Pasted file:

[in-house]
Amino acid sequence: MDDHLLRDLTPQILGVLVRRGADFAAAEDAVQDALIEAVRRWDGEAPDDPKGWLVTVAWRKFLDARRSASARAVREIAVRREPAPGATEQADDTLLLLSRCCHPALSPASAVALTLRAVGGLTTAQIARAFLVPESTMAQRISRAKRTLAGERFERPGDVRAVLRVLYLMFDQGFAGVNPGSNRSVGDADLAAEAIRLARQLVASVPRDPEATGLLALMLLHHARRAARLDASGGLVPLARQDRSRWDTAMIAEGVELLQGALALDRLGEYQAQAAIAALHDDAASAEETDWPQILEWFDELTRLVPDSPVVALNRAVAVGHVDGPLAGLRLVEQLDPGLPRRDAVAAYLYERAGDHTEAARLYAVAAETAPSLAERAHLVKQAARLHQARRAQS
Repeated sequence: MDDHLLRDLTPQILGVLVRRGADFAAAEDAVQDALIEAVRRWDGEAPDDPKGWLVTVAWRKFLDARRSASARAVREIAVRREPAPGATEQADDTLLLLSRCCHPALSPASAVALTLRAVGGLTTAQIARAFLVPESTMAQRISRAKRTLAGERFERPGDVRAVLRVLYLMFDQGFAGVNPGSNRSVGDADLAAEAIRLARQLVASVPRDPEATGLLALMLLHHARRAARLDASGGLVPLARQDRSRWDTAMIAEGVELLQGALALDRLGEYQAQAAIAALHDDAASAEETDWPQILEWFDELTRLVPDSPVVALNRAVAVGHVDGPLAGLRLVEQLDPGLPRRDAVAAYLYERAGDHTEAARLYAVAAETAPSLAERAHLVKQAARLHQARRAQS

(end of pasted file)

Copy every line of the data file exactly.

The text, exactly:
[in-house]
Amino acid sequence: MDDHLLRDLTPQILGVLVRRGADFAAAEDAVQDALIEAVRRWDGEAPDDPKGWLVTVAWRKFLDARRSASARAVREIAVRREPAPGATEQADDTLLLLSRCCHPALSPASAVALTLRAVGGLTTAQIARAFLVPESTMAQRISRAKRTLAGERFERPGDVRAVLRVLYLMFDQGFAGVNPGSNRSVGDADLAAEAIRLARQLVASVPRDPEATGLLALMLLHHARRAARLDASGGLVPLARQDRSRWDTAMIAEGVELLQGALALDRLGEYQAQAAIAALHDDAASAEETDWPQILEWFDELTRLVPDSPVVALNRAVAVGHVDGPLAGLRLVEQLDPGLPRRDAVAAYLYERAGDHTEAARLYAVAAETAPSLAERAHLVKQAARLHQARRAQS
Repeated sequence: MDDHLLRDLTPQILGVLVRRGADFAAAEDAVQDALIEAVRRWDGEAPDDPKGWLVTVAWRKFLDARRSASARAVREIAVRREPAPGATEQADDTLLLLSRCCHPALSPASAVALTLRAVGGLTTAQIARAFLVPESTMAQRISRAKRTLAGERFERPGDVRAVLRVLYLMFDQGFAGVNPGSNRSVGDADLAAEAIRLARQLVASVPRDPEATGLLALMLLHHARRAARLDASGGLVPLARQDRSRWDTAMIAEGVELLQGALALDRLGEYQAQAAIAALHDDAASAEETDWPQILEWFDELTRLVPDSPVVALNRAVAVGHVDGPLAGLRLVEQLDPGLPRRDAVAAYLYERAGDHTEAARLYAVAAETAPSLAERAHLVKQAARLHQARRAQS